Earlier this year, the Environmental Protection Agency issued another one of those announcements read exclusively by government bureaucrats and green policy wonks. The EPA decided to delay a decision to increase the concentration of ethanol legal in gasoline from 10% to 15%. So-called E15 fuel would have to wait for approval until November.
It was a little-read regulatory decision that barely made a splash in the media. But it was also a rock thrown at Washington’s hornets’ nest of food and agricultural lobbyists. “We are disappointed,” warned food giant Archer Daniels Midland. “We find this further delay unacceptable” and a “dereliction of duty,” harrumphed ethanol lobbying group Growth Energy.
By delaying the decision, the EPA punted on a crucial decision. The pressure brought to bear against the agency by the agriculture industry has been incredible. It’s also been applied well; the EPA will most likely still approve E15 fuel in the fall.
That’s bad news for any American who likes to drive. In a country powered by the automobile, E15 is an enormous question mark. Since the 1970s when ethanol was first regulated by the feds, concentrations of alcohol in fuel above 10% have been illegal. But the government, lost in a dream world where cars can run on corn, has tied itself in regulatory knots trying to force ethanol into the fuel supply.
The history of ethanol is a sad torrid affair of crony capitalism and green fantasies. By jumping in bed with the agriculture industry and blindly slapping on new regulations, the government artificially propped up an industry and put itself in a bind from which there may be no return.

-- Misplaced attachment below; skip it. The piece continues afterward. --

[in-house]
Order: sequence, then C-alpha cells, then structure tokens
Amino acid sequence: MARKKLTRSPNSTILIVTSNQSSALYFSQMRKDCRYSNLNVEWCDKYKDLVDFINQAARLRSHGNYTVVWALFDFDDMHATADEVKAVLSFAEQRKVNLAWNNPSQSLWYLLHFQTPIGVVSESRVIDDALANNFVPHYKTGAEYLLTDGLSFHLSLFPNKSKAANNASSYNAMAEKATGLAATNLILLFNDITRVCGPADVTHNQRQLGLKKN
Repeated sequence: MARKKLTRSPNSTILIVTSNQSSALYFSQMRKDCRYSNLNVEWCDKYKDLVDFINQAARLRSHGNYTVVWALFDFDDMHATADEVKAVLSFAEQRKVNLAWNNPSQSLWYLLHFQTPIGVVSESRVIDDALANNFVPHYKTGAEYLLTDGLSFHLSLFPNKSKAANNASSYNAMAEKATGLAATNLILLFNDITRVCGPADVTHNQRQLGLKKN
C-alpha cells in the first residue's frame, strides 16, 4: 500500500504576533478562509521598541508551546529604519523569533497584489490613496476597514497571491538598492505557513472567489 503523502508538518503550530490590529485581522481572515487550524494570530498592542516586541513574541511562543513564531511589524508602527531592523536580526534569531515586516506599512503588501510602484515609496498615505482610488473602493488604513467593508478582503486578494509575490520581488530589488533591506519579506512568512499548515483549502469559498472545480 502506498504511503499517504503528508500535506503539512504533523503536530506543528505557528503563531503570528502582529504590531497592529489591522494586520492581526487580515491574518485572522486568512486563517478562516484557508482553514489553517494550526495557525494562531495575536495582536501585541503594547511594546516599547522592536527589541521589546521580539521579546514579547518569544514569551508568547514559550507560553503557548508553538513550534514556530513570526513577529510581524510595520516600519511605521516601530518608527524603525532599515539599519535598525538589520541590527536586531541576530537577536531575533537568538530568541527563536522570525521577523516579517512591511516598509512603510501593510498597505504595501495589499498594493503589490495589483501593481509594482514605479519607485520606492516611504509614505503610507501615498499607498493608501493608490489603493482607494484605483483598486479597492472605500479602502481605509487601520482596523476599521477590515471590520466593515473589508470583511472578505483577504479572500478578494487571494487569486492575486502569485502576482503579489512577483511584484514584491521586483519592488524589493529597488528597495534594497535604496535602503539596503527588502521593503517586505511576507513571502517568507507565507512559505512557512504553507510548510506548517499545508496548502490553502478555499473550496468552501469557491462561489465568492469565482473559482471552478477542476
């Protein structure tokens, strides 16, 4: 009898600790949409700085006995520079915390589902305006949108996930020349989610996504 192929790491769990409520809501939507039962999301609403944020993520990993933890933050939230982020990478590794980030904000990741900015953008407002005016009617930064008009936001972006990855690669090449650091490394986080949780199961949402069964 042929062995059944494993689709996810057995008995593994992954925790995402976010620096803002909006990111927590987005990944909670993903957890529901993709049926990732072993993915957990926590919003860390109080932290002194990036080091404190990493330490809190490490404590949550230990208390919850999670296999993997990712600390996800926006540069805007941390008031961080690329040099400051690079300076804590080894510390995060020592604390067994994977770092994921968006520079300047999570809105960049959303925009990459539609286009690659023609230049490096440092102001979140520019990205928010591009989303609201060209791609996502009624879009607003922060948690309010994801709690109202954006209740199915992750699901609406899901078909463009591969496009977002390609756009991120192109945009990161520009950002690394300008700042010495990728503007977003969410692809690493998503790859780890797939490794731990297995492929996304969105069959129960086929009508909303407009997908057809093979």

From Suing Toyota to Subsidizing E15
Across America, pumps at gas stations are emblazoned with the words, “Contains 10% Ethanol.” That’s no free market innovation. Since the 1970s, the federal government has heavily subsidized the production of “gasohol” – a blend of 90% gasoline and 10% ethanol that reduces tailpipe emissions. For decades, progressive politicians and environmental groups have revered ethanol as a miracle additive that will help purify America’s air. “No country has ever gone to war over ethanol,” reads one sign on the Washington, D.C. Metro subway.
There’s just one problem: Ethanol fuel is wildly inefficient. The amount of corn required to soak the fuel supply is massive. To shift America’s car culture entirely from gasoline to gasohol would require 700,000 square miles of land growing corn exclusively for ethanol production. That would mean converting one-fifth of the United States into a sprawling corn farm.
Then again, the government never found a green boondoggle it didn’t love. For five years now, Congress has been mandating that the fuel supply be diluted with ethanol. The Energy Policy Act of 2005 required 7.5 billion gallons of ethanol in the fuel supply by 2012. A Democratic Congress went a step further in 2007, mandating 9 billion gallons by 2008, 15.2 billion by 2012, and 36 billion by 2022.